- All Topics
- Training & Events
- Buyer's Guide
In mobile equipment applications, in the absence of kidney-loop systems (off-line or sidestream filtration), oil changes are often the preferred method for dealing with dirt that has entered the system, and/or any metallic wear debris that has been generated since the previous oil drain.
This practice prevents the offending dirt or wear particles from causing additional surface damage. In cases where components are suspected to be failing or experiencing an accelerated wear mode, monitoring and trending the condition of the component between drains and oil top-up may be tricky and can generate false conclusions.
Normalizing the wear data to take into account the “period of oil in use” has been adopted by a majority of laboratories, and viewing these wear rates in some graphical form is a common practice.
The potential pitfall arises when the person interpreting the trend fails to take into account the residual oil left behind in the component after the drain and refill. In engines, this varies anywhere between 5 percent and 20 percent of the full charge. In hydraulic systems, the percentage of residual oil could be much higher depending on the number and size of the circuits and cylinders.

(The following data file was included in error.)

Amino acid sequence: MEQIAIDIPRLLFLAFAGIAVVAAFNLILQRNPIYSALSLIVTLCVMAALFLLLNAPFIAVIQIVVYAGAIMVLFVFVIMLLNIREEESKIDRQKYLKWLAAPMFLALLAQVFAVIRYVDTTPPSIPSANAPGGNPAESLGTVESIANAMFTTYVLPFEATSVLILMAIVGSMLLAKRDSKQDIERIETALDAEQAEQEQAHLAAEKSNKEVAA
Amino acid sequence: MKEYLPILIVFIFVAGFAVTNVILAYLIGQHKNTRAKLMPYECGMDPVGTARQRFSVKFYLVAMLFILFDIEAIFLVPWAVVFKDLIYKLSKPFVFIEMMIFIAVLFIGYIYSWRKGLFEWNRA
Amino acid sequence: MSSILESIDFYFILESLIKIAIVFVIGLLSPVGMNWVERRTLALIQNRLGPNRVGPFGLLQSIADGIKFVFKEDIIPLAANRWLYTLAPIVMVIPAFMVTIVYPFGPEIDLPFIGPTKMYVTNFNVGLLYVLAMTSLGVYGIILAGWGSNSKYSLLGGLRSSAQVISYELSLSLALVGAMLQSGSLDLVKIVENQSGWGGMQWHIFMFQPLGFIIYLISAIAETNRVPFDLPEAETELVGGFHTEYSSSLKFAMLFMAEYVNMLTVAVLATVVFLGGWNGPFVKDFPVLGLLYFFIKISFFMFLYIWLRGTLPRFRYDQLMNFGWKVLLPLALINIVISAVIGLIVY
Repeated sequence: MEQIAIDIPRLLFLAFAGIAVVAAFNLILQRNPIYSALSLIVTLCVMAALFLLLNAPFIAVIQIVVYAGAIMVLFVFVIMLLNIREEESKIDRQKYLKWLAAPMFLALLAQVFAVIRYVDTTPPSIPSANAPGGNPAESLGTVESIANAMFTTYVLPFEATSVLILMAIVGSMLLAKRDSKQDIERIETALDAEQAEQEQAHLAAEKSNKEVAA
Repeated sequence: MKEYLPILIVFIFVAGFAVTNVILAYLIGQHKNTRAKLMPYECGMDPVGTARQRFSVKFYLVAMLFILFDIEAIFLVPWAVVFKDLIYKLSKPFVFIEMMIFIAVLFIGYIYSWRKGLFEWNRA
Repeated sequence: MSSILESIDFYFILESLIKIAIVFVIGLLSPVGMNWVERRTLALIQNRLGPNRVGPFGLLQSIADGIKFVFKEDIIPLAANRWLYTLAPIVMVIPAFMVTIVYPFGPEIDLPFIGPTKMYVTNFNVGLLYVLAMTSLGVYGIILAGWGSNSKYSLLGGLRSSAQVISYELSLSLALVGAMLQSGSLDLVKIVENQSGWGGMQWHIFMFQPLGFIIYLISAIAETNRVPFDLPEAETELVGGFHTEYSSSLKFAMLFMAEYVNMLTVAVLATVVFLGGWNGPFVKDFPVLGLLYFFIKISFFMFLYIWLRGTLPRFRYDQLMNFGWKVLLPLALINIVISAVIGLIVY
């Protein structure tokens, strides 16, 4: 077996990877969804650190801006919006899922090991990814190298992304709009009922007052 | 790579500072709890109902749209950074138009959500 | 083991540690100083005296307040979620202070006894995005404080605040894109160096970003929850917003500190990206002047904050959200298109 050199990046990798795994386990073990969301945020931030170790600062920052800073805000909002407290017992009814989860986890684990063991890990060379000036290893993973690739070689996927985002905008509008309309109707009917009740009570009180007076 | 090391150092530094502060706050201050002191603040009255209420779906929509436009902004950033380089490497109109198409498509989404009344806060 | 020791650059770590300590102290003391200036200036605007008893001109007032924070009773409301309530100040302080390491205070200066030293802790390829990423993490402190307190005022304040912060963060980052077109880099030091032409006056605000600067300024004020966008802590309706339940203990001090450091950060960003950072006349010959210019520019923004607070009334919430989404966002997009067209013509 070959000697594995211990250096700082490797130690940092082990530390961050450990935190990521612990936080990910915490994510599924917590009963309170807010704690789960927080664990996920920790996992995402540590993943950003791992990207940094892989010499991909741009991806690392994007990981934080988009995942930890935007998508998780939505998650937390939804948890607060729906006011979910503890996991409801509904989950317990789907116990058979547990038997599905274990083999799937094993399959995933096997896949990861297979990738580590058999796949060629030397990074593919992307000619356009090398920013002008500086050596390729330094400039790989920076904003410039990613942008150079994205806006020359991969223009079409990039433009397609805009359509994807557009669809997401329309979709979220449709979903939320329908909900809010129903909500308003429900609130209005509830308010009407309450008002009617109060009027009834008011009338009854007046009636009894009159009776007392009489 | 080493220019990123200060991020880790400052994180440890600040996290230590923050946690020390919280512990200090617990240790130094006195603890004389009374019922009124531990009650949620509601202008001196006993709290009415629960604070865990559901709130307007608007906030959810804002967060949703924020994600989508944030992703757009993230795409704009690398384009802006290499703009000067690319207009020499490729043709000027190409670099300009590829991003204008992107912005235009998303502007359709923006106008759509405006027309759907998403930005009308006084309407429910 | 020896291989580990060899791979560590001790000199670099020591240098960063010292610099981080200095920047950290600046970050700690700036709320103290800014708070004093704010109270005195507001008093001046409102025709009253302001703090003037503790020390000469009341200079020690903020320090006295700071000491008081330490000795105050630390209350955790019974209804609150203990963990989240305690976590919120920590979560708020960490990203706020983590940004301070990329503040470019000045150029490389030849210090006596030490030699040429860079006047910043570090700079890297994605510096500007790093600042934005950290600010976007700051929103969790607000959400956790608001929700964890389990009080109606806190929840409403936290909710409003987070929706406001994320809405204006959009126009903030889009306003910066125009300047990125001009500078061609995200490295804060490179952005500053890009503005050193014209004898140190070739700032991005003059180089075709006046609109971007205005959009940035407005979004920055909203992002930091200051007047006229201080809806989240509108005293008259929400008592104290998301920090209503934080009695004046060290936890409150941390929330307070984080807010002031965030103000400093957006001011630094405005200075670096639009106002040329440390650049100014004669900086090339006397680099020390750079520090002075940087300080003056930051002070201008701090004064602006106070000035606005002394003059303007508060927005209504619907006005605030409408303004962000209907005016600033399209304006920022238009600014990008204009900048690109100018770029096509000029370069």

Values as high as 40 percent are common. Failing to factor this residual oil into the wear rate distorts the calculated wear rate, and the distortion is often further aggravated with low oil hours.
For example, an engine oil sample with an iron level of 80 ppm taken after 250 hours and before the drain would translate into a wear rate of 0.32 ppm/hour or 32 ppm/100 hours - borderline by most guidelines. If the residual percentage of oil is assumed to be 15 percent, then the initial starting iron value after the new oil is added is 12 ppm (80 ppm x 15%).
If the engine is sampled after 10 hours, the wear rate (assuming no additional wear was generated and added to the oil) would be 1.2 ppm/hour or 120 ppm/100 hours - enough to ring alarm bells through any organization. The wear rate would appear to have increased sharply, and the false conclusion may lead to pulling the engine.
It is important to have reliable information about the percent of residual oil that is left behind during a normal drain and refill. If this information has not been determined through experience or from the original equipment manufacturer, then it is necessary to take an initial sample approximately 10 hours after the unit has circulated the oil, before taking a second sample at a reasonable interval afterward. This is to offset the residual levels and determine the new wear rate.
In the case of kidney systems, it is even more important to establish the initial wear level because the filtration system may take out the majority of larger particles and leave the finer particles to circulate in the system. These finer particles are the particles more likely to be measured by spectrometric elemental analysis, and may lead to even greater error.
A conclusion from wear rates calculated from a single sample taken soon after a drain, major top-up or off-line clean-up is a recipe for a wasteful but sometimes interesting wild goose chase.